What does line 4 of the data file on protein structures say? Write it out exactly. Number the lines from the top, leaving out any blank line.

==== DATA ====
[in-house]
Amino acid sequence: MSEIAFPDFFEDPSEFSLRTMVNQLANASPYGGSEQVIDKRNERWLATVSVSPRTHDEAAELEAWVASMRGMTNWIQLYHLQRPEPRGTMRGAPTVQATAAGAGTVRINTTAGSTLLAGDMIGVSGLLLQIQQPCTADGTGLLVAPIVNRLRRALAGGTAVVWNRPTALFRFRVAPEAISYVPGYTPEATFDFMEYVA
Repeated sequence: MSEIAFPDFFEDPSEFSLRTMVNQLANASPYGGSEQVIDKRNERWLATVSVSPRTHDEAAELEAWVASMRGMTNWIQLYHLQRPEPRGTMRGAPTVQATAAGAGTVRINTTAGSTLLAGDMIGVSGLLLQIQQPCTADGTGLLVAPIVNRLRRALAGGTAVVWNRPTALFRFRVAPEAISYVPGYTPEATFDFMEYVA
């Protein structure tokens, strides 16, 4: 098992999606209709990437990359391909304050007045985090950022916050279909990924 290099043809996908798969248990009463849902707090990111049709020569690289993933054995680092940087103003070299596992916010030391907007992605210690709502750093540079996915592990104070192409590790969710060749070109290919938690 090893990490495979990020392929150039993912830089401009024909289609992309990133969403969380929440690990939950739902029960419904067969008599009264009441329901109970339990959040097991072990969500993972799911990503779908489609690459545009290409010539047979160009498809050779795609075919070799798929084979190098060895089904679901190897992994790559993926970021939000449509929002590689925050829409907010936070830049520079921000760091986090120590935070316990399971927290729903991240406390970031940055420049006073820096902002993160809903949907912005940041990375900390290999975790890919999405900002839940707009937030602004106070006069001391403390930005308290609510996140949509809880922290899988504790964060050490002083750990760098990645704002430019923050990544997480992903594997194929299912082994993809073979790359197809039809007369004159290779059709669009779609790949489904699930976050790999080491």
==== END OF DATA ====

């Protein structure tokens, strides 16, 4: 098992999606209709990437990359391909304050007045985090950022916050279909990924 290099043809996908798969248990009463849902707090990111049709020569690289993933054995680092940087103003070299596992916010030391907007992605210690709502750093540079996915592990104070192409590790969710060749070109290919938690 090893990490495979990020392929150039993912830089401009024909289609992309990133969403969380929440690990939950739902029960419904067969008599009264009441329901109970339990959040097991072990969500993972799911990503779908489609690459545009290409010539047979160009498809050779795609075919070799798929084979190098060895089904679901190897992994790559993926970021939000449509929002590689925050829409907010936070830049520079921000760091986090120590935070316990399971927290729903991240406390970031940055420049006073820096902002993160809903949907912005940041990375900390290999975790890919999405900002839940707009937030602004106070006069001391403390930005308290609510996140949509809880922290899988504790964060050490002083750990760098990645704002430019923050990544997480992903594997194929299912082994993809073979790359197809039809007369004159290779059709669009779609790949489904699930976050790999080491």